Do you think I haven’t already thought of this?! Sovereign is a machine, it thinks like a machine! If I can prove my value, I become a resource worth maintaining – there is no other logical conclusion.
In his world where only black and white makes sense and was constantly shown to be an effective method to deal with things, he has no concept of how to look at the in-between.
Reminds us of someone else, doesn’t it?
If only Saren had someone to show them that grey is a valid path, if only Saren was not crowned as the youngest Spectre in history by his extreme methods and perspective, he might have been saved from this fate.
He is so motivated by his fear of failing and being useless, he couldn’t see he literally walked himself to his own failure.
This time… I want to talk about Ashley. Because their first conversations are so… correlated, so back to back.
In Kaidan’s conversation, Shepard approaches Kaidan for his professional opinion. Kaidan professionally, and without hesitation, asked if his opinion would be off the record. It was very smooth, very clear, very thorough.
Kaidan knows how to navigate these sort of political minefield and he sure navigates them well.
Ashley though. ASHLEY.
Ashley has her own concerns of similar roots. However, she doesn’t know how to express her concerns without feeling she will get political backlash from it. For all she know, she has to be extra careful because of the grand old William curse.
So, she approaches Shepard with hesitation. The conversation starts with Ashley asking for Shepard’s time – an opposite of how Kaidan’s conversation went.
Commander. Do you have a minute to talk?
It was so apprehensive.
And when Shepard voices that he keeps an open door policy and that Ashley is welcome to voice her concerns. SHE TAKES A DEEP BREATH, HER SHOULDERS BOWED AND YOU COULD SEE HOW NERVOUS SHE IS ABOUT DOING THIS.
Then she breathes, “alright” in one of the most timid voices you’ll ever hear from Ashley Williams.
I don’t doubt for a second that she is probably thinking she is kissing her one chance good bye. That one chance to work on something that will redeem her family’s name.
But what kills me isn’t that part. What kills me is that despite knowing how dangerously she is treading those lines, she will still speak her concerns.
Because the Alliance comes first.
The mission comes first.
Shepard comes first.
And for that, she will gladly give up any form of pride because she knows that’s the right thing to do.
I escaped with my life. But not before I sank my dagger deep into my father’s chest. That. That is why I left. And that’s why I’ll never go back.
From the sound of things, it sounds like Jarrod comes from the time before the genophage truly kicked in and Wrex is part of a struggling generation. The generation that will have to cope with the aspect that the krogan race might actually die off.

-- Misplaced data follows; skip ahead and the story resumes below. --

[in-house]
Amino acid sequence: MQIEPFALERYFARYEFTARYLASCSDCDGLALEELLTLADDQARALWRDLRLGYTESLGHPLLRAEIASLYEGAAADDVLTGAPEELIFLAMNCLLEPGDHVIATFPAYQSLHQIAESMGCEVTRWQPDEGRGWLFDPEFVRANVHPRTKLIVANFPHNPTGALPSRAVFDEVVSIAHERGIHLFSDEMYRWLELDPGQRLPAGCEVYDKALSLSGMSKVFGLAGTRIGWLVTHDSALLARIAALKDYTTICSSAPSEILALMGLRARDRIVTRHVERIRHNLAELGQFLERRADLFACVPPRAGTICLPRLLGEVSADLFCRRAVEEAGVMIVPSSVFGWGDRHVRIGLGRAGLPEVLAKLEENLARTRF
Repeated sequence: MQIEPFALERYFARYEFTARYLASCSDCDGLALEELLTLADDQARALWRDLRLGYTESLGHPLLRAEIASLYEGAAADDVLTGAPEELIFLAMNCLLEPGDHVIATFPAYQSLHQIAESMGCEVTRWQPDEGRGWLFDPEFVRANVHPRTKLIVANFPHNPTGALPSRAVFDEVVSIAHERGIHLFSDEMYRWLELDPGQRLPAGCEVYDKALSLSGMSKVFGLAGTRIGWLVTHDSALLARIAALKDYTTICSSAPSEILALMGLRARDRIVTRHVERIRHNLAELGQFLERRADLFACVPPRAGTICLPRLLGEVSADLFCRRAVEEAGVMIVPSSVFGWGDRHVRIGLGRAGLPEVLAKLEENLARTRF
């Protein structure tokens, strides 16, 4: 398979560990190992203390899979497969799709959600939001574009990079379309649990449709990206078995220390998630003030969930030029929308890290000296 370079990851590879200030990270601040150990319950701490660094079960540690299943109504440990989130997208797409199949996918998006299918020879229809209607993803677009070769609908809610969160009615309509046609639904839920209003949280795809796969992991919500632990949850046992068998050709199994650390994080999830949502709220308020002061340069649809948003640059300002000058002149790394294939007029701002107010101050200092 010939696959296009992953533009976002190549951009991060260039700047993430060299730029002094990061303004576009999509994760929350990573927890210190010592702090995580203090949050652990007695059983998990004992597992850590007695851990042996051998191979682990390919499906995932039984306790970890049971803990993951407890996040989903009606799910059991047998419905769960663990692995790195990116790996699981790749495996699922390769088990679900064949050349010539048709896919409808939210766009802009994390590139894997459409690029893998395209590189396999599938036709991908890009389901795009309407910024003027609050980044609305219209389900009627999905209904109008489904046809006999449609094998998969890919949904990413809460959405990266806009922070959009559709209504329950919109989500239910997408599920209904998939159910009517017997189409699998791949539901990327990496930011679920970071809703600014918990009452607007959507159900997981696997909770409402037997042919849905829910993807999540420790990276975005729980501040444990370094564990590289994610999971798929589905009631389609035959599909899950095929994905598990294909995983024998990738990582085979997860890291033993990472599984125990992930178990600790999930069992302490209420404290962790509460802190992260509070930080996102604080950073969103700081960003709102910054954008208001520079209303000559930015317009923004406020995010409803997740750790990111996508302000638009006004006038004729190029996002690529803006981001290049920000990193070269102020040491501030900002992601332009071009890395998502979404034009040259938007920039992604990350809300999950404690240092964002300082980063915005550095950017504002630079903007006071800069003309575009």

Wrex saw his race weaken when he was just a wee-krogan. Wrex saw the value of family and breeding. Wrex, who probably has lost a lot of potential sons and daughters to the genophage. An upcoming battlemaster of the krogan race, and he has no potential to exert in terms of offspring. And krogans were meant to breed easily. That’s what his ancestors have always told him.
He finds out the hard way that some things in life doesn’t last forever.
Throughout the entire conversation, he distantly refers his father by his name and almost refused to call him his father. It was only when Shepard asked, Wrex told.
Wrex was betrayed. It was the first line he spoke about this topic. It is the reason why he couldn’t refer to Jarrod as a father.
His father might not have considered Wrex as an important son, but Wrex felt the burden of fatherhood before he could even become a father.
Oh, this is so true. So painfully true. And it’s an important part of Mordin’s redemption arc. But it still hurts, dammit. Poor Gideon.
Mordin’s character arc is just so utterly painful.
I mean, especially considering how through out Mass Effect 2, it is all about him trying to reason his actions in continuing the genophage. He might not have created it, but he continued it. And Mordin never stops struggling with it.
He talks about using numbers and stimulations – all very scientific methodology – to justify it first.
This is literally the very first conversation you get with Mordin. He gloss over with it being about his capabilities rather than his regrets.
But in that one moment, when, or if, Shepard asks if it was truly the best option. Mordin loses it. His speech goes faster than even normal and he is so desperate to say, “look the numbers don’t lie. this is the best for everyone.”
He paces, his arms wave, he needed to believe that the numbers never lied to him.
Then as it turns out, in his loyalty mission, you realized he never really believed the numbers anyway. That he actually turned to other form of faith outside of his species to find the answer to his action. He actually had to explore realms that is not his expertise to continue justifying the genophage to himself.
He kept trying to believe that modifying the genophage was the right decision.
Then Eve rolled around and he actually got a chance to talk to someone that was severely affected by his action. There was no escaping and no reasoning he could crawl himself into anymore.
Then it all crumbled and in the end, if the right circumstances are met, Mordin -is- willing to defy even Shepard, even when his body is failing him, and he is bleeding out. His last actions is to desperately crawl to the terminal.
I think, maybe it is knowing he was going most likely going to die old age anyway. And that he also know that he is famous enough for an autobiography.
And that maybe instead of seashells, he dreamed that instead of the book being titled as “The Best Kept Secret and Genius of the Salarian STG”… it might be titled as “The Salarian That Gave the Krogans a Second Chance”.